© 2022 MICHIGAN RADIO
91.7 Ann Arbor/Detroit 104.1 Grand Rapids 91.3 Port Huron 89.7 Lansing 91.1 Flint
Play Live Radio
Next Up:
0:00
0:00
Available On Air Stations

Democrats try again to repeal Right to Work law

Inside the Michigan Senate
Lester Graham
/
Michigan Radio
The Michigan Senate chamber. Democratic Party leaders will name a replacement tonight for their 20th district candidate.

Democratic lawmakers are trying once again to repeal the state’s “Right to Work” law.

Five years ago, a Republican-led Legislature made Right to Work the law of the state. It prohibits contracts that make union membership a condition of employment.

Democrats say letting people opt out of unions gives them a free ride to the benefits of the union.

Senator Hoon-Yung Hopgood, D-Taylor, is a bill sponsor. He said strong unions are important to Michigan, but Right to Work diminishes the power of unions and reduces the number of members.

“This is something that offends I think just the very nature of us as Michiganders,” he said.

Other bill sponsor, Senator Steve Bieda (D-Warren), said they want to repeal the law because, “It impacts working families, it impacts the ability to have a decent salary and wage for thousands of individuals – millions of individuals – across the state.”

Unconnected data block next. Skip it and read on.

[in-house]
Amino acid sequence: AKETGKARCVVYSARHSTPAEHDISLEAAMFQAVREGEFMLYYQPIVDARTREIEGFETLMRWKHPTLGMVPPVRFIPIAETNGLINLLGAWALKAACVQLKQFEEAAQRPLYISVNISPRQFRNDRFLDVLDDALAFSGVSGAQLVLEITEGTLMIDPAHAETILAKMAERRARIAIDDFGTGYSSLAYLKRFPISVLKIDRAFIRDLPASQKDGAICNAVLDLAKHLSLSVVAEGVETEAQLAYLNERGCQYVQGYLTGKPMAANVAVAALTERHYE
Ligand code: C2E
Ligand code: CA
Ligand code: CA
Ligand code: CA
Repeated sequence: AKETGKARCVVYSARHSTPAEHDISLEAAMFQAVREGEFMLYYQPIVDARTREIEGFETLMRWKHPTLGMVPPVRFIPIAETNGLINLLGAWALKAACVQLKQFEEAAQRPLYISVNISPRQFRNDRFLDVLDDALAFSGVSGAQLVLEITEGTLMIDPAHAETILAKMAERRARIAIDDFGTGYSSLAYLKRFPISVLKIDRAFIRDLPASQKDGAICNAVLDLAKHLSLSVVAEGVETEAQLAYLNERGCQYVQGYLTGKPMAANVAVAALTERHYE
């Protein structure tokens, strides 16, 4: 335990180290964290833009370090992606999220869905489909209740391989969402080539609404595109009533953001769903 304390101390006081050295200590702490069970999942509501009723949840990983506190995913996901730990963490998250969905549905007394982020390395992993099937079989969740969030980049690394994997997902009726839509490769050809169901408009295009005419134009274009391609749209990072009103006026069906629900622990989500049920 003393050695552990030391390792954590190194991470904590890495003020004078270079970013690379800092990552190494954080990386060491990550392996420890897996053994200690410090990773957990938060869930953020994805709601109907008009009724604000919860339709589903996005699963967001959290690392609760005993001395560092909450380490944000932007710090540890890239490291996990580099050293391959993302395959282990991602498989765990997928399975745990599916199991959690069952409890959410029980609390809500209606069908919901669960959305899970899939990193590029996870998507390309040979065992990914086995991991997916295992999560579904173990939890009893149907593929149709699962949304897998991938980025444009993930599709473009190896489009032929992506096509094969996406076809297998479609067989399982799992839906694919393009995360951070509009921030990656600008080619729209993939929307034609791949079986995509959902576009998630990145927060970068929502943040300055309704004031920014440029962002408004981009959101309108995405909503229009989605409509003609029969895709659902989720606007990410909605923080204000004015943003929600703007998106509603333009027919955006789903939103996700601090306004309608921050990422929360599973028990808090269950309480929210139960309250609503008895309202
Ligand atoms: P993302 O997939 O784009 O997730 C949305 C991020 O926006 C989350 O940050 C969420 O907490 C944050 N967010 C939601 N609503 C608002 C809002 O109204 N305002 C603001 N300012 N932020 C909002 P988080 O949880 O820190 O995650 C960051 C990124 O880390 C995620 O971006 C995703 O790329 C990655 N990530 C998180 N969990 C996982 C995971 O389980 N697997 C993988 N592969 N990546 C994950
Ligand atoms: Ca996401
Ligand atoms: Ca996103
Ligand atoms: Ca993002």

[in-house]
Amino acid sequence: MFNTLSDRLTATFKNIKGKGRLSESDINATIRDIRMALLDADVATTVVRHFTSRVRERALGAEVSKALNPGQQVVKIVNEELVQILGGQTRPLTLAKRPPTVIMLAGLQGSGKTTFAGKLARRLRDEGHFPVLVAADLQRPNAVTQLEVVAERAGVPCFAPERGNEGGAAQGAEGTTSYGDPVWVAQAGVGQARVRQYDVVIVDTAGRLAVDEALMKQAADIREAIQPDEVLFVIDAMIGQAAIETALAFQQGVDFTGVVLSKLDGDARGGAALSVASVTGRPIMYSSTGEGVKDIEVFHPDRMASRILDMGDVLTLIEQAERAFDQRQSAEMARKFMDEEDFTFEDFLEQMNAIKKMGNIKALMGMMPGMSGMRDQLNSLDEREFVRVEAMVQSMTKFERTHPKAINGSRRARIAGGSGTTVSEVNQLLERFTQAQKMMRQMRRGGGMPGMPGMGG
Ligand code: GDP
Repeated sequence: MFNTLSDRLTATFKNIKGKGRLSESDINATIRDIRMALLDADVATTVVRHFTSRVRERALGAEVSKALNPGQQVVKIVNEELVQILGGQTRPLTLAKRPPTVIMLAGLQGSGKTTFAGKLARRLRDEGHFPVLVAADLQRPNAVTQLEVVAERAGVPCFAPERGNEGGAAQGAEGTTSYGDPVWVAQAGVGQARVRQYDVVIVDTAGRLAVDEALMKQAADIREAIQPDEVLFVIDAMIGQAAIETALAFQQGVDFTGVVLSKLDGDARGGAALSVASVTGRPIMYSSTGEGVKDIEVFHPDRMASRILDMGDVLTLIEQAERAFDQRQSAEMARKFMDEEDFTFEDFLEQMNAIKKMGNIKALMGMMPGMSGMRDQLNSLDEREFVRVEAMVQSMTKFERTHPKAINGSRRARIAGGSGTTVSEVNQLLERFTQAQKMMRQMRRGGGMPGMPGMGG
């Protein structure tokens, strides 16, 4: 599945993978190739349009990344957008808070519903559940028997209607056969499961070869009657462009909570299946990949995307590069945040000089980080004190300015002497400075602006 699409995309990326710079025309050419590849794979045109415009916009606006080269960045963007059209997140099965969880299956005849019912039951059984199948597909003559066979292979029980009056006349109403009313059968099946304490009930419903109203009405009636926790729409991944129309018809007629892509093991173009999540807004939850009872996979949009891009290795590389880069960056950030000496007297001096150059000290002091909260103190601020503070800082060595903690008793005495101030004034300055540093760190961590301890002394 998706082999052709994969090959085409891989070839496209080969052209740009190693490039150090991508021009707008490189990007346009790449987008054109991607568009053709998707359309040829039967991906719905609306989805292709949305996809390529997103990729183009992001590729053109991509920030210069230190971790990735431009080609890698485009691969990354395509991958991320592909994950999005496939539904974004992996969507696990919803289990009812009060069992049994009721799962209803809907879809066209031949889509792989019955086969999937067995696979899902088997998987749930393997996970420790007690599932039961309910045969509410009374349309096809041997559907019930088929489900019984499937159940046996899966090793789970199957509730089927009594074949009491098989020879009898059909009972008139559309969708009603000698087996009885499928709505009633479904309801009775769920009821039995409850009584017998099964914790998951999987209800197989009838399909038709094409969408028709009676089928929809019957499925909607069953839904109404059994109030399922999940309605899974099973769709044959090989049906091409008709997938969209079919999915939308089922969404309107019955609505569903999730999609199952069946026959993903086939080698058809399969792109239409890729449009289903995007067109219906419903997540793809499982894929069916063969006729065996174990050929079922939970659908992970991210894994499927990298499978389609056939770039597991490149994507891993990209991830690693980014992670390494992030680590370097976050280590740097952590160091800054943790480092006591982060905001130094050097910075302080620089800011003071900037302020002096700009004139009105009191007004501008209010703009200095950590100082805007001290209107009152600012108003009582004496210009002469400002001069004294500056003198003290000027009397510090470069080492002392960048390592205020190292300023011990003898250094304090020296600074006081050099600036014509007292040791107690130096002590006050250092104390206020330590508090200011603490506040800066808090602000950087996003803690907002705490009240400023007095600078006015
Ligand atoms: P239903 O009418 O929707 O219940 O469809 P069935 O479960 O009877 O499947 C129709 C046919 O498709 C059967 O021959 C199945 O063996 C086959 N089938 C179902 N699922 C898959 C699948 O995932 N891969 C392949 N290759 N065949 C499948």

Supporters of Right to Work say it brings fairness and equality to all workers. They say workers should have the right to choose if they want to be in a union or not.

The bills went to Senate Majority Leader Arlan Meekhof’s, (R-West Olive), committee. Meekhof was a bill sponsor of the Right to Work legislation and doesn’t support the effort to repeal it.

You can learn more about SB 724 and SB 725 on the Legislature’s website.

Before becoming the newest Capitol reporter for the Michigan Public Radio Network, Cheyna Roth was an attorney. She spent her days fighting it out in court as an assistant prosecuting attorney for Ionia County. Eventually, Cheyna took her investigative and interview skills and moved on to journalism. She got her masters at Michigan State University and was a documentary filmmaker, podcaster, and freelance writer before finding her home with NPR. Very soon after joining MPRN, Cheyna started covering the 2016 presidential election, chasing after Donald Trump, Hillary Clinton, and all their surrogates as they duked it out for Michigan. Cheyna also focuses on the Legislature and criminal justice issues for MPRN. Cheyna is obsessively curious, a passionate storyteller, and an occasional backpacker. Follow her on Twitter at @Cheyna_R
Related Content